f)  Throw me a dirty look, stomp off to supposedly find what I'm looking for in the "back room", and then never come back.  Then, when I track you down, tell me that you thought I "would've figured out" that you didn't have the merchandise when you didn't come back to tell me yourself.  

I'm not going to mention store names here, but it starts with a W and ends with a T.  I have lived in this town for over nine years now, and I have yet to be asked by an associate at this store if they can help me.  In that nine years, I have only come across two friendly associates at this store.  Even the "greeters" ignore customers as they walk in this store.  

What the hell???  Every other store is bending over backwards this holiday season to help customers.  I was at one of your competitors this morning, and five sales associates asked if I was finding what I needed.  One elderly employee who was stocking shelves apologized that she was in my way.  At a children's clothing store in a nearby town, sales associates are greeting customers at the door and offering personal shopping assistance - including getting on a phone and trying to track down desired merchandise.  

W-----t, you stress me out, and I hate you.  You are a blight in the field of retail, and you piss me off so badly that I may never return to your store.  You suck, and I hope the competition kicks your a**.  I know I'm going to do everything in my power to make sure that happens.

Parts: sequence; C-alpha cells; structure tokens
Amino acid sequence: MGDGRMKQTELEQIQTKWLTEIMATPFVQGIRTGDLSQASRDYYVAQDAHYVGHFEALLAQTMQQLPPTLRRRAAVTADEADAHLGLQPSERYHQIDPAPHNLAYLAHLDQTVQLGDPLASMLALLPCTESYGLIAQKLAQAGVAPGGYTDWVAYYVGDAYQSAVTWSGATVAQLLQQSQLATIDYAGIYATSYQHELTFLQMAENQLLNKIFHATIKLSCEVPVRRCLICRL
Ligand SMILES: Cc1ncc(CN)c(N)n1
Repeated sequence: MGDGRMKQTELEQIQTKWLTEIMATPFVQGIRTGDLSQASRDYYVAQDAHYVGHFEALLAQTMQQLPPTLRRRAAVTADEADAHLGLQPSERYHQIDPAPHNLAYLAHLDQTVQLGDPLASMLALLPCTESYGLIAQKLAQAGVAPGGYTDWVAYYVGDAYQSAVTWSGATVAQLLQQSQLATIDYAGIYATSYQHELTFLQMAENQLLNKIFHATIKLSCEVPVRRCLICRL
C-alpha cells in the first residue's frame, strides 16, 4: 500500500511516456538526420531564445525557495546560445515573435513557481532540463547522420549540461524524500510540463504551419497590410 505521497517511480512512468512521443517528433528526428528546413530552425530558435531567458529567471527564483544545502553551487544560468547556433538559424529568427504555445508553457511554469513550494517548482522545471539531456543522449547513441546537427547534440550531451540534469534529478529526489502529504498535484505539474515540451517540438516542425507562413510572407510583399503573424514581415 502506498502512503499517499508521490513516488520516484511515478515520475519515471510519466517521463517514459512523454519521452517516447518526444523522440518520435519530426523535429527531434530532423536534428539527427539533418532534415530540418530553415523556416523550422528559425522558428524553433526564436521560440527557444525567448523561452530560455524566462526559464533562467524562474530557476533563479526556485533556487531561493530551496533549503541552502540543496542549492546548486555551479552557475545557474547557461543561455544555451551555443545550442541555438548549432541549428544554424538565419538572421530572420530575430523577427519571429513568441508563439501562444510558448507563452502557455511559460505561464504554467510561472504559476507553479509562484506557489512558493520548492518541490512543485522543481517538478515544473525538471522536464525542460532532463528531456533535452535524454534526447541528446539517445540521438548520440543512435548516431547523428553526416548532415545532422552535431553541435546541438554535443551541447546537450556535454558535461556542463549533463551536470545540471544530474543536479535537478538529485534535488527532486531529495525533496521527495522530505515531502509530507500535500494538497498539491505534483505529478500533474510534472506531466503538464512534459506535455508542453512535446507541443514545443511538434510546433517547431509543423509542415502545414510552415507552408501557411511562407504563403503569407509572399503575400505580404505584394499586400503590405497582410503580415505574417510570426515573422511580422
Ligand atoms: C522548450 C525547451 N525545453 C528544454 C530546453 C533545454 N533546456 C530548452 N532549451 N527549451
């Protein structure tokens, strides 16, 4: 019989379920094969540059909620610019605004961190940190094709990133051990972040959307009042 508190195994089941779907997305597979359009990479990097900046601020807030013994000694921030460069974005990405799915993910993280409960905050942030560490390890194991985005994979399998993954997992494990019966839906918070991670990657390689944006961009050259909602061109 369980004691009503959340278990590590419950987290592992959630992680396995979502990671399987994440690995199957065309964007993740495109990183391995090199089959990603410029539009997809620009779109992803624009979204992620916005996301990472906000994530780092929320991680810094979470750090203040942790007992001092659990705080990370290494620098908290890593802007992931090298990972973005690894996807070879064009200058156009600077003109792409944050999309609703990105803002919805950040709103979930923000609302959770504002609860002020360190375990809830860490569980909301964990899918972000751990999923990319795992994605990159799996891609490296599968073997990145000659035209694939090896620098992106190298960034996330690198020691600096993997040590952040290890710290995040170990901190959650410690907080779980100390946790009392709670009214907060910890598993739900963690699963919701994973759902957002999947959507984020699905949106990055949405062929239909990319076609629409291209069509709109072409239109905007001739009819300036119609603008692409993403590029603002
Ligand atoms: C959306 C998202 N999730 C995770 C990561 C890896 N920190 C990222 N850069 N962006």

Just sayin' . . . 

Monday, November 17, 2008

Dear Mr. President Obama

My daughter's Sunday school class wrote letters to President-elect Obama.  Kaitlyn was chosen to read her letter aloud to the whole class.  The church is going to send the kids' letters to the President-elect.  Here is what her letter said:  

"Dear Mr. President Obama:

Congratulations on winning the most votes in the election.  

Please listen to God and make good choices.  

Please stop the war in Iraq and save our troops and our tax money.  

Good luck being President, it is a hard job.  

Sincerely, Kaitlyn"

I think she did an excellent job.  

"Train up a child in the way he should go, And when he is old he will not depart from it."  Proverbs 22:6

Sunday, November 16, 2008

Building Bridges

"Every new beginning comes from some other beginning's end."  Lyrics from "Closing Time" by Semisonic

The older I get, the more the past haunts me.  Maybe this is something that happens naturally over the years.  Maybe we just become more introspective with age.  Lately, I see my life as a woven fabric - people weaving in and out of it and becoming part of the fabric itself.  Their stories are part of my story.  And in my memory, we will always be bound together.  

A couple weeks ago, my brother-in-law called to invite us to our goddaughter's 16th birthday party.  We had been estranged from this brother for many years.  Years when we had children, bought homes and forged careers.  We were happy to hear from him after so long, and were looking forward to this chance to reconnect.  

As we drove back to central Wisconsin, the memories came flooding back.  Times we babysat for our goddaughter.  Family holidays spent together.  The passing of family members.  Good times.  Bad times.  And today was an opportunity to pick up some pieces and, hopefully, start to rebuild some bridges that had been burned.